KEARNS — An 11-year-old elementary school student has been charged in juvenile court with bringing a gun to school and threatening his classmates, Granite School District officials said Tuesday.
The West Kearns Elementary student was taken to a juvenile detention center and charged with one count of possession of deadly weapon on school property and three counts of aggravated assault, district spokesman Ben Horsley said.
The 6th grader was caught with a handgun and ammunition Monday after another student reported she was threatened with it.
The handgun was not loaded. Both the gun and ammunition were found in the boy's backpack.
There was fear and anger from parents Tuesday morning as they dropped their children off at West Kearns Elementary. And some are refusing to bring their kids to school.
Ashlee Gordon is taking her 7-year-old son home.
"He's my only kid, my only kid, and it's heartbreaking to think he might not come home," she said. "I don't want to have to be at work and worry about my child not coming home before Christmas."
The 6th grader brought a .22 caliber handgun to school and allegedly threatened a fellow student with it during recess.
Isabelle Rios told her teacher, who got a hold of the gun and was able to take the boy to the office.
"He pulled out a gun and he put it to my head, me and my friend," Isabelle said. "He was going to kill us."
She said the incident took place during morning recess, but she did not alert her teacher until the end of the school day.
"He's my only kid, my only kid, and it's heartbreaking to think he might not come home."
Horlsey said the weapon belonged to an extended family member who had been staying with the student's parents who brought the gun into the home. The family member had recently left the home but apparently left the gun behind.
According to the district, the boy claimed the weapon was to protect himself in case of a shooting.
"He's made a poor decision here," said Ben Horsley, with the Granite School District. "I don't feel this child is an evil person; he just made a bad decision."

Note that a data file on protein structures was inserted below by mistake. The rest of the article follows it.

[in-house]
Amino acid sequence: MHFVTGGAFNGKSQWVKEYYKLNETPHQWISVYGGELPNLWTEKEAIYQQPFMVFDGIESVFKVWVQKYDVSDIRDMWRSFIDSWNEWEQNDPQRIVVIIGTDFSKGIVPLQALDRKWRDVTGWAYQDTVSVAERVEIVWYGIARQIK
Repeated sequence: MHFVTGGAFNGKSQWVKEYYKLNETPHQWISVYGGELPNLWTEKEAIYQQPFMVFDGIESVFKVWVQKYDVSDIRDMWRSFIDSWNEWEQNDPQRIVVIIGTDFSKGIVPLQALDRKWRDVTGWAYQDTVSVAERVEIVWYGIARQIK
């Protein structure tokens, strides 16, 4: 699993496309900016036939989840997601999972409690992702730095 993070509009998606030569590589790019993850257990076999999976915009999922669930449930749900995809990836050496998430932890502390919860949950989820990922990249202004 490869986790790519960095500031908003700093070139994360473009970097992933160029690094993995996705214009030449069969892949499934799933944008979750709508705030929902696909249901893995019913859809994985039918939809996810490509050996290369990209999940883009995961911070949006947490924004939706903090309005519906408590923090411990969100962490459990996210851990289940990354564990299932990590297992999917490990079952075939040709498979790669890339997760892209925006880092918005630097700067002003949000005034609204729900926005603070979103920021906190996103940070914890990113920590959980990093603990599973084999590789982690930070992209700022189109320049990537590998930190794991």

The 11-year-old boy was taken into custody Monday night and now faces several charges including possession of a weapon on school property. He will not be attending the school in the future.
"Depending on the criminal outcome of this, we're working on an alternative placement for him," Horsley said.
The district won't go into detail about how the child got the gun or who it belongs to. But parents of fellow students say they want answers. They say they're also upset that the district didn't tell them about the incident until 5 p.m. Monday — two hours after it was first reported.
The district says the delayed was because administration was tied up handling the situation. Today there is extra staff and police on hand to talk to those parents with concerns.
"I don't feel this child is an evil person; he just made a bad decision."
"I'm scared; I don't want to leave her," said Courtney Morgan, a parent.
There are also crisis counselors on hand for the students. Gordon said she's already talked to her son about what to do if it ever happens again.
"I go tell the teacher (if someone brings) a knife or a gun," Seth Gordon said.
Meanwhile, the fear of guns on school campuses following the Connecticut tragedy resulted in another Utah school increasing security Tuesday because of an alleged threat.
The Weber County Sheriff's Office learned of a possible gun threat at Bonneville High School. Several students were interviewed, but investigators ultimately determined the threat was nothing more than "a rumor that has spread through social media," according to the sheriff's office.
"When contacted, not a single student can name a subject who has stated they were bringing a gun to school," the sheriff's office stated.
Nevertheless, security at Bonneville was increased Tuesday.